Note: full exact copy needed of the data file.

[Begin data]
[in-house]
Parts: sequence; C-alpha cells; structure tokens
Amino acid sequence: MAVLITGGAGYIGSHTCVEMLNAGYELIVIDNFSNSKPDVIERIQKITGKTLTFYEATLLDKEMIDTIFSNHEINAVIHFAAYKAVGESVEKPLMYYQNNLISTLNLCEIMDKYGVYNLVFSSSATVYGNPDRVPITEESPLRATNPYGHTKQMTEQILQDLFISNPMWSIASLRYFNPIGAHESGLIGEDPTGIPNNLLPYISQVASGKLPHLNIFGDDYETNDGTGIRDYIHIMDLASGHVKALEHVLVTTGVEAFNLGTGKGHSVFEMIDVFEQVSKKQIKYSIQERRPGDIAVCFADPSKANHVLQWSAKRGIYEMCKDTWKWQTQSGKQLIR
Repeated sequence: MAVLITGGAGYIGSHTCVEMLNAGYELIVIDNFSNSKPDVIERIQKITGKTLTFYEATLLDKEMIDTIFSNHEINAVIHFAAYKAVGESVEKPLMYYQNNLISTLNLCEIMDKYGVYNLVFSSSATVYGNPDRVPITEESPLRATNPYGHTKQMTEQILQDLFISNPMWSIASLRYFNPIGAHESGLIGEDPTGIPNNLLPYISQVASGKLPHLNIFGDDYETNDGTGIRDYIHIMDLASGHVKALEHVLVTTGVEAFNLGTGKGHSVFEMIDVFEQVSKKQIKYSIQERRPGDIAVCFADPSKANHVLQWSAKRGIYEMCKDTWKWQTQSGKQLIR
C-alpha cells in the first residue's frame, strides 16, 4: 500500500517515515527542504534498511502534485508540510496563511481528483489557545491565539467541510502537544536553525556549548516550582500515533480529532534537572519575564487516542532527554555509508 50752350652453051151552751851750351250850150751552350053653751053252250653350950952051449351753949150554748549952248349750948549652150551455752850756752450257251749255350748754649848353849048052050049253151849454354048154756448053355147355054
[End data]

[in-house]
Parts: sequence; C-alpha cells; structure tokens
Amino acid sequence: MAVLITGGAGYIGSHTCVEMLNAGYELIVIDNFSNSKPDVIERIQKITGKTLTFYEATLLDKEMIDTIFSNHEINAVIHFAAYKAVGESVEKPLMYYQNNLISTLNLCEIMDKYGVYNLVFSSSATVYGNPDRVPITEESPLRATNPYGHTKQMTEQILQDLFISNPMWSIASLRYFNPIGAHESGLIGEDPTGIPNNLLPYISQVASGKLPHLNIFGDDYETNDGTGIRDYIHIMDLASGHVKALEHVLVTTGVEAFNLGTGKGHSVFEMIDVFEQVSKKQIKYSIQERRPGDIAVCFADPSKANHVLQWSAKRGIYEMCKDTWKWQTQSGKQLIR
Repeated sequence: MAVLITGGAGYIGSHTCVEMLNAGYELIVIDNFSNSKPDVIERIQKITGKTLTFYEATLLDKEMIDTIFSNHEINAVIHFAAYKAVGESVEKPLMYYQNNLISTLNLCEIMDKYGVYNLVFSSSATVYGNPDRVPITEESPLRATNPYGHTKQMTEQILQDLFISNPMWSIASLRYFNPIGAHESGLIGEDPTGIPNNLLPYISQVASGKLPHLNIFGDDYETNDGTGIRDYIHIMDLASGHVKALEHVLVTTGVEAFNLGTGKGHSVFEMIDVFEQVSKKQIKYSIQERRPGDIAVCFADPSKANHVLQWSAKRGIYEMCKDTWKWQTQSGKQLIR
C-alpha cells in the first residue's frame, strides 16, 4: 500500500517515515527542504534498511502534485508540510496563511481528483489557545491565539467541510502537544536553525556549548516550582500515533480529532534537572519575564487516542532527554555509508 50752350652453051151552751851750351250850150751552350053653751053252250653350950952051449351753949150554748549952248349750948549652150551455752850756752450257251749255350748754649848353849048052050049253151849454354048154756448053355147355054